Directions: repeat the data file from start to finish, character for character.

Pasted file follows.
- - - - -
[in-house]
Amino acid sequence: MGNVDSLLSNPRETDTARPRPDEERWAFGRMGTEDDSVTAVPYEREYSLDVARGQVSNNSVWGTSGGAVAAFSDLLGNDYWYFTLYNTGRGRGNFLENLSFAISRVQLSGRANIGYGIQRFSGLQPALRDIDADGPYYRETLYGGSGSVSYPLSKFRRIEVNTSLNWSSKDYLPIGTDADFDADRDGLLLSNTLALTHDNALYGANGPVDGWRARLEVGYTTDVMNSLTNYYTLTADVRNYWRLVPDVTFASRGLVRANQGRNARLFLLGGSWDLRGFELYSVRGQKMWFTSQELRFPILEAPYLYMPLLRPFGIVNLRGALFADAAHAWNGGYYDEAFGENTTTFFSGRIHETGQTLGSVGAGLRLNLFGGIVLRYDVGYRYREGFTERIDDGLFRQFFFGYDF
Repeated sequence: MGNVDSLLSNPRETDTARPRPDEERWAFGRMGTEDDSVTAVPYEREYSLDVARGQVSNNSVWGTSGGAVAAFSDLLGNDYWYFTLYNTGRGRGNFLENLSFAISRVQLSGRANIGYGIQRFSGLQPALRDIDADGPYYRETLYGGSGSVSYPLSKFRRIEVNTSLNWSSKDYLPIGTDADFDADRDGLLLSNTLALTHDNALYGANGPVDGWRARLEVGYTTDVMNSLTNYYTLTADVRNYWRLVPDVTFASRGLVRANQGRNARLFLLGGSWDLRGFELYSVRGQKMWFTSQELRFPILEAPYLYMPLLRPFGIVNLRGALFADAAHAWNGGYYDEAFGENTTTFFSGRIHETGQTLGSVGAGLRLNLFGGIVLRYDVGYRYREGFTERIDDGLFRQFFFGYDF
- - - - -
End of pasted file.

[in-house]
Amino acid sequence: MGNVDSLLSNPRETDTARPRPDEERWAFGRMGTEDDSVTAVPYEREYSLDVARGQVSNNSVWGTSGGAVAAFSDLLGNDYWYFTLYNTGRGRGNFLENLSFAISRVQLSGRANIGYGIQRFSGLQPALRDIDADGPYYRETLYGGSGSVSYPLSKFRRIEVNTSLNWSSKDYLPIGTDADFDADRDGLLLSNTLALTHDNALYGANGPVDGWRARLEVGYTTDVMNSLTNYYTLTADVRNYWRLVPDVTFASRGLVRANQGRNARLFLLGGSWDLRGFELYSVRGQKMWFTSQELRFPILEAPYLYMPLLRPFGIVNLRGALFADAAHAWNGGYYDEAFGENTTTFFSGRIHETGQTLGSVGAGLRLNLFGGIVLRYDVGYRYREGFTERIDDGLFRQFFFGYDF
Repeated sequence: MGNVDSLLSNPRETDTARPRPDEERWAFGRMGTEDDSVTAVPYEREYSLDVARGQVSNNSVWGTSGGAVAAFSDLLGNDYWYFTLYNTGRGRGNFLENLSFAISRVQLSGRANIGYGIQRFSGLQPALRDIDADGPYYRETLYGGSGSVSYPLSKFRRIEVNTSLNWSSKDYLPIGTDADFDADRDGLLLSNTLALTHDNALYGANGPVDGWRARLEVGYTTDVMNSLTNYYTLTADVRNYWRLVPDVTFASRGLVRANQGRNARLFLLGGSWDLRGFELYSVRGQKMWFTSQELRFPILEAPYLYMPLLRPFGIVNLRGALFADAAHAWNGGYYDEAFGENTTTFFSGRIHETGQTLGSVGAGLRLNLFGGIVLRYDVGYRYREGFTERIDDGLFRQFFFGYDF